Unilever, the multinational corporation behind Streets ice cream, is attempting to end its enterprise agreement with workers at its Minto factory in Sydney. The company behind popular ice cream brands including Paddle Pops and Magnum is trying to cut the wages of its 145 workers by 46%.
Unilever claims that the changes are needed to “enhance the competitiveness and viability of the factory in the longer term”. But Unilever is already extremely wealthy, reporting a net profit of $3.58 billion for the six months up to June 30 this year.
The NSW secretary of the Australian Manufacturing Workers’ Union, Steve Murphy highlighted the detrimental impact such a huge wage cut would have on the workforce saying “They’re worried about the effect on their family, they’re worried about what their future is going to look like. One person even wrote that they’re worried about whether or not their family would be able to stay together if their pay was cut by 46%.”
In addition to the impact on the Streets workers themselves, an attack of this scale has ramifications for all workers. If big companies like Unilever are allowed to get away with this sort of behaviour then other companies will soon be scrambling to follow suit.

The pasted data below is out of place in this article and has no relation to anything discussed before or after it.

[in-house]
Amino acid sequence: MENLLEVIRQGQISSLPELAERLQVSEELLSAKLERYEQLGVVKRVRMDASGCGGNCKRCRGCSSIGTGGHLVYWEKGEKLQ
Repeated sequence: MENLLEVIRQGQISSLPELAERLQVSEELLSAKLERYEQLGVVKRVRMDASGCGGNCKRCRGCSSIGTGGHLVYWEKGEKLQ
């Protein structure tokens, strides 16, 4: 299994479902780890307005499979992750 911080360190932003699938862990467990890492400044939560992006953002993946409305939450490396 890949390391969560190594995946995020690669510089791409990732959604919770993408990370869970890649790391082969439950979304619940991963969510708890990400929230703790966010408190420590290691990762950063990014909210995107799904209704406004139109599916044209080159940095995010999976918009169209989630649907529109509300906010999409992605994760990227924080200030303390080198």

The union has called for a boycott of Streets products over the summer but much more needs to be done. While a boycott could be used as a way to draw a broader layer of support into the dispute, on its own it will only have a very limited impact on the company.
The industrial laws are clearly stacked in favour of the employers, there is no way to win if we stick to their rules. The union movement needs to mobilise en masse to target Unilever, shutting down their plants and offices with pickets and occupations. This is the only way to force them to back down.
By Isobel Orford